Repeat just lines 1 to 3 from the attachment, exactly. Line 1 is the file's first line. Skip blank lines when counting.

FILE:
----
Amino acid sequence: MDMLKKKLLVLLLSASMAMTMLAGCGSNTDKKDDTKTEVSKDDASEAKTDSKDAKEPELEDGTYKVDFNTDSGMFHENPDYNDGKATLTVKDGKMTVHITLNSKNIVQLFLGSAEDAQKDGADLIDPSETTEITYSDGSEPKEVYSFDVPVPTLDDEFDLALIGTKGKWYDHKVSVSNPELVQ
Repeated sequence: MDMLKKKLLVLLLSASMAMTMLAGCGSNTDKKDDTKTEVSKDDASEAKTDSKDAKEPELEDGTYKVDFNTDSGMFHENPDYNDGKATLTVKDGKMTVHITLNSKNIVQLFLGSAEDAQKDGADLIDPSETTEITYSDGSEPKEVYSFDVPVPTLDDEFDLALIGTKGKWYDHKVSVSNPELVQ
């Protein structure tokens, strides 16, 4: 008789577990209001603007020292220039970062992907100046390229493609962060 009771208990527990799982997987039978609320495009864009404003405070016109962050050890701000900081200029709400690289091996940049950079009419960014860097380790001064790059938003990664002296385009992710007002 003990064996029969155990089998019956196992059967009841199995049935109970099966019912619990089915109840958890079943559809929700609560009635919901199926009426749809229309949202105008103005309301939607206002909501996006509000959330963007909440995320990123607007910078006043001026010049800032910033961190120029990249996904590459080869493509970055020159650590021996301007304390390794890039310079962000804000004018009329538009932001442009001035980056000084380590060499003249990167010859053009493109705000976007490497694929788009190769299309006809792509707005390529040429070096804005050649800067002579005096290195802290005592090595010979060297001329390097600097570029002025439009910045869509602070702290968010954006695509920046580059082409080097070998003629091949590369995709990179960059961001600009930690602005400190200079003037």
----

Amino acid sequence: MDMLKKKLLVLLLSASMAMTMLAGCGSNTDKKDDTKTEVSKDDASEAKTDSKDAKEPELEDGTYKVDFNTDSGMFHENPDYNDGKATLTVKDGKMTVHITLNSKNIVQLFLGSAEDAQKDGADLIDPSETTEITYSDGSEPKEVYSFDVPVPTLDDEFDLALIGTKGKWYDHKVSVSNPELVQ
Repeated sequence: MDMLKKKLLVLLLSASMAMTMLAGCGSNTDKKDDTKTEVSKDDASEAKTDSKDAKEPELEDGTYKVDFNTDSGMFHENPDYNDGKATLTVKDGKMTVHITLNSKNIVQLFLGSAEDAQKDGADLIDPSETTEITYSDGSEPKEVYSFDVPVPTLDDEFDLALIGTKGKWYDHKVSVSNPELVQ
């Protein structure tokens, strides 16, 4: 008789577990209001603007020292220039970062992907100046390229493609962060 009771208990527990799982997987039978609320495009864009404003405070016109962050050890701000900081200029709400690289091996940049950079009419960014860097380790001064790059938003990664002296385009992710007002 003990064996029969155990089998019956196992059967009841199995049935109970099966019912619990089915109840958890079943559809929700609560009635919901199926009426749809229309949202105008103005309301939607206002909501996006509000959330963007909440995320990123607007910078006043001026010049800032910033961190120029990249996904590459080869493509970055020159650590021996301007304390390794890039310079962000804000004018009329538009932001442009001035980056000084380590060499003249990167010859053009493109705000976007490497694929788009190769299309006809792509707005390529040429070096804005050649800067002579005096290195802290005592090595010979060297001329390097600097570029002025439009910045869509602070702290968010954006695509920046580059082409080097070998003629091949590369995709990179960059961001600009930690602005400190200079003037």